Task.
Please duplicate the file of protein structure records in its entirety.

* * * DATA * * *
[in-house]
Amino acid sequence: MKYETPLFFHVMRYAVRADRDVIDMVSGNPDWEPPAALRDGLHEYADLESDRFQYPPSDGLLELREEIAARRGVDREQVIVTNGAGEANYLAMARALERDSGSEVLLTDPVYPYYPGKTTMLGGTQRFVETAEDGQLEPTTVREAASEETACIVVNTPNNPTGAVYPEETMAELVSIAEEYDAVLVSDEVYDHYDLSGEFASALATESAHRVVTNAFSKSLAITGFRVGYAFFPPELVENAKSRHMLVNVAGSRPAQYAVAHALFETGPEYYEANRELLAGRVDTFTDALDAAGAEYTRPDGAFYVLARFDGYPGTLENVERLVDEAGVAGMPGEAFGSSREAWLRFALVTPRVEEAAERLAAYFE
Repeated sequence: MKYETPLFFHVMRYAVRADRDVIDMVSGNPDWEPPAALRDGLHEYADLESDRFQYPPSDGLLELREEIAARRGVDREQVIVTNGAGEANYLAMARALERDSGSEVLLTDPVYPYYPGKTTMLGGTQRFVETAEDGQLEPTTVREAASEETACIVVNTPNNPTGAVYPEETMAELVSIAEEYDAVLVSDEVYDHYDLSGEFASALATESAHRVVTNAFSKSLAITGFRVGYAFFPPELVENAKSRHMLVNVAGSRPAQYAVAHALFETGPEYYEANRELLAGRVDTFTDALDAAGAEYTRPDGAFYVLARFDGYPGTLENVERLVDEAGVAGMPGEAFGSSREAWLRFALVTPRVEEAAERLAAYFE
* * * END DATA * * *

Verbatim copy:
[in-house]
Amino acid sequence: MKYETPLFFHVMRYAVRADRDVIDMVSGNPDWEPPAALRDGLHEYADLESDRFQYPPSDGLLELREEIAARRGVDREQVIVTNGAGEANYLAMARALERDSGSEVLLTDPVYPYYPGKTTMLGGTQRFVETAEDGQLEPTTVREAASEETACIVVNTPNNPTGAVYPEETMAELVSIAEEYDAVLVSDEVYDHYDLSGEFASALATESAHRVVTNAFSKSLAITGFRVGYAFFPPELVENAKSRHMLVNVAGSRPAQYAVAHALFETGPEYYEANRELLAGRVDTFTDALDAAGAEYTRPDGAFYVLARFDGYPGTLENVERLVDEAGVAGMPGEAFGSSREAWLRFALVTPRVEEAAERLAAYFE
Repeated sequence: MKYETPLFFHVMRYAVRADRDVIDMVSGNPDWEPPAALRDGLHEYADLESDRFQYPPSDGLLELREEIAARRGVDREQVIVTNGAGEANYLAMARALERDSGSEVLLTDPVYPYYPGKTTMLGGTQRFVETAEDGQLEPTTVREAASEETACIVVNTPNNPTGAVYPEETMAELVSIAEEYDAVLVSDEVYDHYDLSGEFASALATESAHRVVTNAFSKSLAITGFRVGYAFFPPELVENAKSRHMLVNVAGSRPAQYAVAHALFETGPEYYEANRELLAGRVDTFTDALDAAGAEYTRPDGAFYVLARFDGYPGTLENVERLVDEAGVAGMPGEAFGSSREAWLRFALVTPRVEEAAERLAAYFE